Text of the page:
Real Estate Regulation To Watch For In 2016
January 27th, 2016 by JBWK
Changes to the EB-5 visa program — which recently received an extension until September 2016 — and to rules for real estate investment trust spinoffs are among the areas of law that real estate lawyers will have their eyes on in 2016. Add to that modifications of the Foreign Investment in Real Property Tax Act and a new law that could impose income tax liability on limited liability company members at the partnership level, and you have the potential for significant impacts on U.S. commercial real estate.
Here are the areas of real estate legislation everyone should watch in 2016.
Companies over the past year and a half have been particularly active in spinning off certain portions of their business as REITs after the IRS broadened the definition of real property, but such spinoffs will likely be curbed in 2016 thanks to a new law as part of the December budget bill.
Companies like Sears Holdings Corp. and Darden Restaurants Inc. have recently completed REIT spinoffs. And while the IRS has made it possible for more companies to do such deals by broadening its definition of real property, the latest tax changes will such deals less attractive, many say.
Partnership Tax Law
A portion of a partnership tax law recently signed into law by President Obama could have marked implications for how tax audits of LLCs — as well as other partnerships that commonly own real estate — are treated, by imposing tax liability at the partnership level.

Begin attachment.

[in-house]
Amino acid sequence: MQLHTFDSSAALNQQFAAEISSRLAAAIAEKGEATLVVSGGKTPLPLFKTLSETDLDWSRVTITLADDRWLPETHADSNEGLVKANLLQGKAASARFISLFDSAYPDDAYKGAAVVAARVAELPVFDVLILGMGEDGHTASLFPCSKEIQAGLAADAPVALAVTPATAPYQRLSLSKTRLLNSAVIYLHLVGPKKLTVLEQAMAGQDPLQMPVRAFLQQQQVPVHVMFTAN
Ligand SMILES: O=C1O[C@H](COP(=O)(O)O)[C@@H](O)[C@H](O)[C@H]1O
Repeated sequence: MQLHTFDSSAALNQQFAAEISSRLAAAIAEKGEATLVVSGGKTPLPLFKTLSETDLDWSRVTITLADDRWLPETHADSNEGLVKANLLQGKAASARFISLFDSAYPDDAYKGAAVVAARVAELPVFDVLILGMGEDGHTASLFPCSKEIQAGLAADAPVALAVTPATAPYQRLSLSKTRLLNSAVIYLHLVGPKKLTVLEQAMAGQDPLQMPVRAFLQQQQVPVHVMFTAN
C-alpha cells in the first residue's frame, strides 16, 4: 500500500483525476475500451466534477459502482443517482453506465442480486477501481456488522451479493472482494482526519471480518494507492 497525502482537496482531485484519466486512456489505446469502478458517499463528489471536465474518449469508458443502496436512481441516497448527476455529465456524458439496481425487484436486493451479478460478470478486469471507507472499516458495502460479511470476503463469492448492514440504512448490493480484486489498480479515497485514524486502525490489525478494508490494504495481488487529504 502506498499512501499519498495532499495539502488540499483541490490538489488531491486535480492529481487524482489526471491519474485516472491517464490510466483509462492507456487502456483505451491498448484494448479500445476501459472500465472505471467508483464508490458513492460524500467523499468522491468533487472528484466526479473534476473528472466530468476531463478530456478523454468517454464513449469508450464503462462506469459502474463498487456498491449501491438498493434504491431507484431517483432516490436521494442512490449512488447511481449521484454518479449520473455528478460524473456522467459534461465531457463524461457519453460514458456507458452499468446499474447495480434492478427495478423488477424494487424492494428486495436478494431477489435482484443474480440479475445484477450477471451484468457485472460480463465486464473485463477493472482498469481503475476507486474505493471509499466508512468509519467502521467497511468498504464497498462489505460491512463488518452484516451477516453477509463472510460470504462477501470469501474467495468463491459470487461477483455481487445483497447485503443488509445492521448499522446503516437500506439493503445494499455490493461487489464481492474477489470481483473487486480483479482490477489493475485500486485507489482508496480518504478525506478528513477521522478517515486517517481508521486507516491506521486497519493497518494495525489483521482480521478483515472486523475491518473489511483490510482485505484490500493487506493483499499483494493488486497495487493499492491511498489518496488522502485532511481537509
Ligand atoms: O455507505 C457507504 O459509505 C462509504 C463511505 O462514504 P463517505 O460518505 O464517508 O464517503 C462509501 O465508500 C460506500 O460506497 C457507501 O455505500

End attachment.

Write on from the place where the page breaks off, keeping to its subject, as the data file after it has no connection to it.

Partnerships currently get flow-through treatment, meaning tax liability at the partnership level is passed down to the partners, which often results in a lower tax rate than the rate that would be assessed to the entity as a whole.
The change appears at the end of the Bipartisan Budget Act of 2015.
When the change takes effect, taxes applied at the partnership level would be assessed as the highest rate for that year for corporations or individuals.
The Foreign Investment in Real Property Tax Act imposes tax on foreign owners of real estate upon disposition, and lawmakers in Washington have for years been calling to reform the act to encourage additional foreign investment in U.S. real estate.
One of the latest changes, part of the spending and tax bill signed by Obama, allows foreigners to hold as much as 10 percent, up from the current threshold of 5 percent, of a public REIT without being subject to FIRPTA.
The new spending bill also makes foreign retirement and pension funds exempt from FIRPTA.
EB-5 allows foreigners to commit a minimum of $500,000 in a job-creating U.S. project and come out of the deal with the principal back and a green card. The program went for a roller-coaster ride in September, when Congress for the first time in the 25 years of EB-5 failed to renew it. Lawmakers came close to making significant changes and then in December extended it as-is until September 2016.
That decision sets up another round of talks in a year’s time over whether to extend the program again and what changes should be made.
Another question is how the U.S. government will address growing concerns of fraud at EB-5 Regional Centers, entities set up by the government to facilitate EB-5 investment. And then there’s the question of whether the $500,000 minimum investment should be raised.
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